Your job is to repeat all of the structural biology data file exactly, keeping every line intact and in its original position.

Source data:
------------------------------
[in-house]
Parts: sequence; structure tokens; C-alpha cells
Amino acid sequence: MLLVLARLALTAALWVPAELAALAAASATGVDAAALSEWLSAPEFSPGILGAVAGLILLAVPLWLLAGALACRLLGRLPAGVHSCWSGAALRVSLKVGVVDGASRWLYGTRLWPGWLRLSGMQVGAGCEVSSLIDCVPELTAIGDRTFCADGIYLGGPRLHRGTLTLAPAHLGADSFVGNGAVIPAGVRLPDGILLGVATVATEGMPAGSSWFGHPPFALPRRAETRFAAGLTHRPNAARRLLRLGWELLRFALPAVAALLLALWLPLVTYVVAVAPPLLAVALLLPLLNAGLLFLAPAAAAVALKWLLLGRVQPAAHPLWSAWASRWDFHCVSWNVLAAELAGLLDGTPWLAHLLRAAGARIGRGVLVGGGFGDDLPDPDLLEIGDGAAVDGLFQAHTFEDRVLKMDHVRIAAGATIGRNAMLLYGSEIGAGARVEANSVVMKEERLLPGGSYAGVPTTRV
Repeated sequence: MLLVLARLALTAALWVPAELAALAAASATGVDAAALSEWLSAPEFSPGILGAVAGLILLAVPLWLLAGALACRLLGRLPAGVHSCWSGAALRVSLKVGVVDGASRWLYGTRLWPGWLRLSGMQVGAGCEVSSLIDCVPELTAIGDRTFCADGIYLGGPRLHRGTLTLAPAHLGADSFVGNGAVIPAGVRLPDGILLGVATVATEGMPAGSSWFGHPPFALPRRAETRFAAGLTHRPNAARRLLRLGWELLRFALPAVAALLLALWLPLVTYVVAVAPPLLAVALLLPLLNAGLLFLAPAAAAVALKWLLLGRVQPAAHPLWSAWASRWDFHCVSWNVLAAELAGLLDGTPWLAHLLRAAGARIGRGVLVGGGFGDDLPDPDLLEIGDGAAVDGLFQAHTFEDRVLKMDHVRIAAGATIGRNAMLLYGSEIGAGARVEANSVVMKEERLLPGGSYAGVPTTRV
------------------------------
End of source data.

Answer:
[in-house]
Parts: sequence; structure tokens; C-alpha cells
Amino acid sequence: MLLVLARLALTAALWVPAELAALAAASATGVDAAALSEWLSAPEFSPGILGAVAGLILLAVPLWLLAGALACRLLGRLPAGVHSCWSGAALRVSLKVGVVDGASRWLYGTRLWPGWLRLSGMQVGAGCEVSSLIDCVPELTAIGDRTFCADGIYLGGPRLHRGTLTLAPAHLGADSFVGNGAVIPAGVRLPDGILLGVATVATEGMPAGSSWFGHPPFALPRRAETRFAAGLTHRPNAARRLLRLGWELLRFALPAVAALLLALWLPLVTYVVAVAPPLLAVALLLPLLNAGLLFLAPAAAAVALKWLLLGRVQPAAHPLWSAWASRWDFHCVSWNVLAAELAGLLDGTPWLAHLLRAAGARIGRGVLVGGGFGDDLPDPDLLEIGDGAAVDGLFQAHTFEDRVLKMDHVRIAAGATIGRNAMLLYGSEIGAGARVEANSVVMKEERLLPGGSYAGVPTTRV
Repeated sequence: MLLVLARLALTAALWVPAELAALAAASATGVDAAALSEWLSAPEFSPGILGAVAGLILLAVPLWLLAGALACRLLGRLPAGVHSCWSGAALRVSLKVGVVDGASRWLYGTRLWPGWLRLSGMQVGAGCEVSSLIDCVPELTAIGDRTFCADGIYLGGPRLHRGTLTLAPAHLGADSFVGNGAVIPAGVRLPDGILLGVATVATEGMPAGSSWFGHPPFALPRRAETRFAAGLTHRPNAARRLLRLGWELLRFALPAVAALLLALWLPLVTYVVAVAPPLLAVALLLPLLNAGLLFLAPAAAAVALKWLLLGRVQPAAHPLWSAWASRWDFHCVSWNVLAAELAGLLDGTPWLAHLLRAAGARIGRGVLVGGGFGDDLPDPDLLEIGDGAAVDGLFQAHTFEDRVLKMDHVRIAAGATIGRNAMLLYGSEIGAGARVEANSVVMKEERLLPGGSYAGVPTTRV